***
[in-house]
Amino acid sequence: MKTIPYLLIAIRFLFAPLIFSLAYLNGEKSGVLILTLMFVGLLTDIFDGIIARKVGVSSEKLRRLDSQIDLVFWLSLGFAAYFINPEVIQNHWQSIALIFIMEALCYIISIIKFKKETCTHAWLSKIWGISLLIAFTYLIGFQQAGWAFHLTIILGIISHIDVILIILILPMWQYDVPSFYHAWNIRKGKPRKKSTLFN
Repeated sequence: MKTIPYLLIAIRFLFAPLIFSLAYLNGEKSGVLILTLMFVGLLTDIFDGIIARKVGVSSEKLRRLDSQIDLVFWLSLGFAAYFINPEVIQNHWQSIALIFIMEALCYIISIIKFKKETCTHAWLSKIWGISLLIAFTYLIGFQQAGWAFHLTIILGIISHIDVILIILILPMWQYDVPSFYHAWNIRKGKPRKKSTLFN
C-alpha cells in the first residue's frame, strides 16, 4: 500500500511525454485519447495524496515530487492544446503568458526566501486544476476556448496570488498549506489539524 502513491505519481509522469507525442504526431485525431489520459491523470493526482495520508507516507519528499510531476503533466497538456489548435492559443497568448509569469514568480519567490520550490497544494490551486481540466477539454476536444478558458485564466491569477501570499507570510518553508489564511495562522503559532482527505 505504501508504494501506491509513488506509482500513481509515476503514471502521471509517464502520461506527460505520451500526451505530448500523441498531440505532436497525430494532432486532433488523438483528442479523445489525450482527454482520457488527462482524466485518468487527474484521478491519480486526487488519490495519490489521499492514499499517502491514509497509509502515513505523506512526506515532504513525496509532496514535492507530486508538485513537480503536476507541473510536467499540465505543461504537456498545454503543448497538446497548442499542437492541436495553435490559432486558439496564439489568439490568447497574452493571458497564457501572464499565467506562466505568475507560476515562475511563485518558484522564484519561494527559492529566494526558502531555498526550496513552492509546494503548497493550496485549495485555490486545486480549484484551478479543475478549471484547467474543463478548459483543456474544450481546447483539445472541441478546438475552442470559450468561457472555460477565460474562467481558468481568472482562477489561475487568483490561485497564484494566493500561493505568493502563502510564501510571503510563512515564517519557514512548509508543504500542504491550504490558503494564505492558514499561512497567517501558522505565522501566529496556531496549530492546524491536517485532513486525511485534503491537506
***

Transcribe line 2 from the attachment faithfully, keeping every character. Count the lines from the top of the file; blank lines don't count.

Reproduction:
Amino acid sequence: MKTIPYLLIAIRFLFAPLIFSLAYLNGEKSGVLILTLMFVGLLTDIFDGIIARKVGVSSEKLRRLDSQIDLVFWLSLGFAAYFINPEVIQNHWQSIALIFIMEALCYIISIIKFKKETCTHAWLSKIWGISLLIAFTYLIGFQQAGWAFHLTIILGIISHIDVILIILILPMWQYDVPSFYHAWNIRKGKPRKKSTLFN